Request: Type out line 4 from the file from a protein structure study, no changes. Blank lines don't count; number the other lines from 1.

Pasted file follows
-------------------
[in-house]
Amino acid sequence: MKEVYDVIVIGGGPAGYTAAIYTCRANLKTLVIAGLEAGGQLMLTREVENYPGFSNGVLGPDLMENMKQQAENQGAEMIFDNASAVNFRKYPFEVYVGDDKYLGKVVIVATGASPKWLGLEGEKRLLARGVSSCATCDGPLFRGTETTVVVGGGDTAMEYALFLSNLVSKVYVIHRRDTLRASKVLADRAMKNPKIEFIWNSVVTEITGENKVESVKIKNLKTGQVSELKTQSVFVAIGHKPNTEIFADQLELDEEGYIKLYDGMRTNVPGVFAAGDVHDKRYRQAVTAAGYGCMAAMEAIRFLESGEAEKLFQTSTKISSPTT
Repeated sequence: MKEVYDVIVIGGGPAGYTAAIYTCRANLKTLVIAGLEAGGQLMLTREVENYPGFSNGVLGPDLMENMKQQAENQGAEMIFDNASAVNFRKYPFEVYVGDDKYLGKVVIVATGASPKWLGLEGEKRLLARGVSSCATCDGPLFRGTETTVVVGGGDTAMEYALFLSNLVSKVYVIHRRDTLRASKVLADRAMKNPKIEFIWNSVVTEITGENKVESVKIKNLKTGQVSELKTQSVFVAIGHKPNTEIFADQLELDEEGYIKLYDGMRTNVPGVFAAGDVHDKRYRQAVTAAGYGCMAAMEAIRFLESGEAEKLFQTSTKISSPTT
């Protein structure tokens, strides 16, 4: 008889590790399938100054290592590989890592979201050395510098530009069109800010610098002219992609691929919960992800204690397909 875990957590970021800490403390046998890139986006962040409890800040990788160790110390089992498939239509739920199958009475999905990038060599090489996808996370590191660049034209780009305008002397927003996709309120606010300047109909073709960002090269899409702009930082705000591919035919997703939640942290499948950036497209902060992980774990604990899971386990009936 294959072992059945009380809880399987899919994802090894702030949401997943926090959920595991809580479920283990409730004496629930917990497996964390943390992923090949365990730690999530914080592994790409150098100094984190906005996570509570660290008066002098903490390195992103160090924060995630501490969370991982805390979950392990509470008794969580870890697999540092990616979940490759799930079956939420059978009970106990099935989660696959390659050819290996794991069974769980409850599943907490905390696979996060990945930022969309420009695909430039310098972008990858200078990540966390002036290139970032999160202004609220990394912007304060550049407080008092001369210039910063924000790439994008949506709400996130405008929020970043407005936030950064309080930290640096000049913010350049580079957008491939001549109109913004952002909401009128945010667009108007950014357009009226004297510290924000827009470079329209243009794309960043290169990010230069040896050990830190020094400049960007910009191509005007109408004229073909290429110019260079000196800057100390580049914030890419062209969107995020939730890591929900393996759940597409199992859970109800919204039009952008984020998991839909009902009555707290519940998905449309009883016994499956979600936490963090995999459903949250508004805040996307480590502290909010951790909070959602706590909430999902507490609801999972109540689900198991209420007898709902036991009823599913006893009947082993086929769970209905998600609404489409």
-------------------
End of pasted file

């Protein structure tokens, strides 16, 4: 008889590790399938100054290592590989890592979201050395510098530009069109800010610098002219992609691929919960992800204690397909 875990957590970021800490403390046998890139986006962040409890800040990788160790110390089992498939239509739920199958009475999905990038060599090489996808996370590191660049034209780009305008002397927003996709309120606010300047109909073709960002090269899409702009930082705000591919035919997703939640942290499948950036497209902060992980774990604990899971386990009936 294959072992059945009380809880399987899919994802090894702030949401997943926090959920595991809580479920283990409730004496629930917990497996964390943390992923090949365990730690999530914080592994790409150098100094984190906005996570509570660290008066002098903490390195992103160090924060995630501490969370991982805390979950392990509470008794969580870890697999540092990616979940490759799930079956939420059978009970106990099935989660696959390659050819290996794991069974769980409850599943907490905390696979996060990945930022969309420009695909430039310098972008990858200078990540966390002036290139970032999160202004609220990394912007304060550049407080008092001369210039910063924000790439994008949506709400996130405008929020970043407005936030950064309080930290640096000049913010350049580079957008491939001549109109913004952002909401009128945010667009108007950014357009009226004297510290924000827009470079329209243009794309960043290169990010230069040896050990830190020094400049960007910009191509005007109408004229073909290429110019260079000196800057100390580049914030890419062209969107995020939730890591929900393996759940597409199992859970109800919204039009952008984020998991839909009902009555707290519940998905449309009883016994499956979600936490963090995999459903949250508004805040996307480590502290909010951790909070959602706590909430999902507490609801999972109540689900198991209420007898709902036991009823599913006893009947082993086929769970209905998600609404489409």